Taking those two tendencies together, the market side of firms is opening up, requiring the input side to open up. Open innovation makes co-creation and specialization possible, but market developments in their turn push collaboration (and by that open innovation): opening up one side of the process will cause the other side to open up too.

Berkeleyan, Hulda Nelson imageOpenness means different things in different fields. Open in the sense of open source means free. Open access in the sense of the British government means that the producer (author) pays for the deliverance of his product, open in open education can mean without start qualifications or gratis. Open innovation means that the research outputs are shared over the borders of the firm, caused by or stimulating co-creation on the output side of the firm; increasing access to knowledge and innovation without fundamentally changing property rights.

Another difference is that –despite the fact that all behaviour is free- the openness in innovation and co-creation is enforced by the market forces, whereas openness in software and education mostly is voluntary. Perhaps a nice subject for another blog?

Is strategy back?

You may not be interested in strategy, but strategy is interested in you.

Attributed to Leon Trotsky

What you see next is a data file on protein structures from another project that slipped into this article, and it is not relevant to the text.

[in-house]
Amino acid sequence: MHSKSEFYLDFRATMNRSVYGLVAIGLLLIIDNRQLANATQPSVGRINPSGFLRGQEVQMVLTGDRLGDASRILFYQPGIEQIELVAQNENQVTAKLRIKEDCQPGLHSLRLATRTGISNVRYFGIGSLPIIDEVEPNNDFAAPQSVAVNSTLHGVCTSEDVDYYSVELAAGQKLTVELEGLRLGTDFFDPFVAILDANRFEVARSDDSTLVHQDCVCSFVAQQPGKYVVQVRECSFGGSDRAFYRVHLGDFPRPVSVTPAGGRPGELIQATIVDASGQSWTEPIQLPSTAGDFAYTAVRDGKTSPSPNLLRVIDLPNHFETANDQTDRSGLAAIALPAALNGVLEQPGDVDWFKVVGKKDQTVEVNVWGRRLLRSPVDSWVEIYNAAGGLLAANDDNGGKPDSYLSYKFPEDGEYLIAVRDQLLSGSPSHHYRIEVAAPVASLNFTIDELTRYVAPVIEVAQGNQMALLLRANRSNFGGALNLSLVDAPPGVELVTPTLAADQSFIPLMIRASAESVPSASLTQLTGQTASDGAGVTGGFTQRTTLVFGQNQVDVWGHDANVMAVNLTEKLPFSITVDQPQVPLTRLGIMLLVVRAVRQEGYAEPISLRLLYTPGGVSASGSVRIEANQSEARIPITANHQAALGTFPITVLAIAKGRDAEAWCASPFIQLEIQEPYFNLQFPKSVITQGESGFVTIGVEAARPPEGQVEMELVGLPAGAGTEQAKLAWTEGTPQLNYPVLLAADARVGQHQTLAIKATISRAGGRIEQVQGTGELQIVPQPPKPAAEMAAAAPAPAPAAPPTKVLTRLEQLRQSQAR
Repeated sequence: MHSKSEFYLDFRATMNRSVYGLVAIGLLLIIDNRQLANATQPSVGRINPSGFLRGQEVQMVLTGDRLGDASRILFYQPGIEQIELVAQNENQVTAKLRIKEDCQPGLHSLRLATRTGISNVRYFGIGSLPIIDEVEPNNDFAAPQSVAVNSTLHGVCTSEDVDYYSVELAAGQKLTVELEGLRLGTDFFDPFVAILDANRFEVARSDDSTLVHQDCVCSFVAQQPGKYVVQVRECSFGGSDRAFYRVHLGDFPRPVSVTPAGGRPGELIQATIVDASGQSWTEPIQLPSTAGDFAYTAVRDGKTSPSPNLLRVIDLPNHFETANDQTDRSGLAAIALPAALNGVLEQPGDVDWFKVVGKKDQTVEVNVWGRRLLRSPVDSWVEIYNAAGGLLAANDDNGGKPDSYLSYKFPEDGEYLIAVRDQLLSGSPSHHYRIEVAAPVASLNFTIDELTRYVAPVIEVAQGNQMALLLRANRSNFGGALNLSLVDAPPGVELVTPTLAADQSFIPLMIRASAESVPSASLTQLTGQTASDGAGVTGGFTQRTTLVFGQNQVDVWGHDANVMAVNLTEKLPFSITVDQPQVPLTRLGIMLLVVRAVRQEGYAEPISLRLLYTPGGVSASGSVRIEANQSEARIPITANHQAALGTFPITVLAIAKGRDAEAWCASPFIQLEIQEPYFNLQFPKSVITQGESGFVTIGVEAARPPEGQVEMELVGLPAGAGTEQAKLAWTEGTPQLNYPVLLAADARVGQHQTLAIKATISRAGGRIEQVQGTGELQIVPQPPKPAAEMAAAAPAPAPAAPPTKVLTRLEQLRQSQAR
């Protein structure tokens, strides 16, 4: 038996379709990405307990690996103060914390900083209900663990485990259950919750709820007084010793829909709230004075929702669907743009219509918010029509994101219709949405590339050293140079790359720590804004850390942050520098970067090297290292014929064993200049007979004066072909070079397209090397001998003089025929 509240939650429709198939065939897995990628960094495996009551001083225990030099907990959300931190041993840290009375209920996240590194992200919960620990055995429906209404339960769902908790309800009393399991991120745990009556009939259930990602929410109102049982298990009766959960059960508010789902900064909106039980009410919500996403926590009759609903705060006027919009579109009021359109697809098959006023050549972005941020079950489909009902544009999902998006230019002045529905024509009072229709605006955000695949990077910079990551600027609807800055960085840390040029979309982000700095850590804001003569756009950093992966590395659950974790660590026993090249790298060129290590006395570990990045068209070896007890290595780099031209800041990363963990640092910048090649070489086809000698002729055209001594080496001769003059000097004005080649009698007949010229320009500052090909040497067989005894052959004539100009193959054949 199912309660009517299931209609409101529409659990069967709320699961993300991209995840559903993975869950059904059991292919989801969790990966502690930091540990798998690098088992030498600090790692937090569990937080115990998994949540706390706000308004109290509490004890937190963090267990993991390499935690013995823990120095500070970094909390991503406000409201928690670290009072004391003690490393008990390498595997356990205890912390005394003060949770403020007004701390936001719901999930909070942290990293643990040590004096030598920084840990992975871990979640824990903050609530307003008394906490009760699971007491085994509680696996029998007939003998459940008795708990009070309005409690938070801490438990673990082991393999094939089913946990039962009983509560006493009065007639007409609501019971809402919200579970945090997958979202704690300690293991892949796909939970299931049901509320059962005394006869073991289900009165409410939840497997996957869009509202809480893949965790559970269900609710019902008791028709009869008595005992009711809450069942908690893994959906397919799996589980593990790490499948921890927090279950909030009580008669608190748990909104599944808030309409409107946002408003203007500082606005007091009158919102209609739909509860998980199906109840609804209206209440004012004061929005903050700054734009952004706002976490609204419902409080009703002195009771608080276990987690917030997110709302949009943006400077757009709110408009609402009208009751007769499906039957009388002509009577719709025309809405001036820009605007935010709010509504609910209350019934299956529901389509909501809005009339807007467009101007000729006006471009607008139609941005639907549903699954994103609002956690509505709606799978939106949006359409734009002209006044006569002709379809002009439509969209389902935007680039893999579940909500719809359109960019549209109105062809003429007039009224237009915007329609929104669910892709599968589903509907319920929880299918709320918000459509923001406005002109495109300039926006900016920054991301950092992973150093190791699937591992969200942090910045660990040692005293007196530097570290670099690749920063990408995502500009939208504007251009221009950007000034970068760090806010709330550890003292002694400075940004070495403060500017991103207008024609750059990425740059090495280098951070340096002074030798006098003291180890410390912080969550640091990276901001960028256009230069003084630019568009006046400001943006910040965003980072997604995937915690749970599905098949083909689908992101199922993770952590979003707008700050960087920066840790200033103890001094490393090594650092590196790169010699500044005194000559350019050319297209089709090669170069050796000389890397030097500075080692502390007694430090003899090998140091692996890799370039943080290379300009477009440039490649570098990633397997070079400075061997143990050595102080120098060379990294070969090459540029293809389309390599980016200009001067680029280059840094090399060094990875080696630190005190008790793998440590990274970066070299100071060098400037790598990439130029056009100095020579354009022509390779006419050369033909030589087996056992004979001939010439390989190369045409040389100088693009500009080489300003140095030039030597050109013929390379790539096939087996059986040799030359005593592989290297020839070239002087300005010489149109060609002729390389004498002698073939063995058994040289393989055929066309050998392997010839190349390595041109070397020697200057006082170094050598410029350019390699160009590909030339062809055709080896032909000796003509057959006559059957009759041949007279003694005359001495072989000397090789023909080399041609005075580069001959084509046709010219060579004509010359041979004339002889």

Strategy in real life has never been far away, however in academics it seemed to be a period in time that strategic thinking was out of fashion. Or as a former dean of our faculty said: Strategy is about everything, so it has to say something about everything. Strategy became an adjective, in the sense of strategic human resources, strategic management or strategic operational decision-making. Since the introduction of the business model, the business canvas and open innovation, strategy has again become a serious topic. Comparing the different approaches in strategy, you can see a common point. All modern approaches put the customer central, moving to a more service oriented theory of the customer (the so-called Service Dominant Logic). On the input side of the business model, there is a certain distinction between approaches. For example, the Osterwalder canvas lists cooperation as one of the fields of importance in determining your business model; the Prahalad approach and Open Innovation of Chesbrough and van Haverbeke are even more explicit in setting cooperation as one of the essential competences to develop unique competitive advantages. As Prahalad put it in “The Age of Innovation”, it is not ownership of resources, but access to resources even if they are owned by other firms.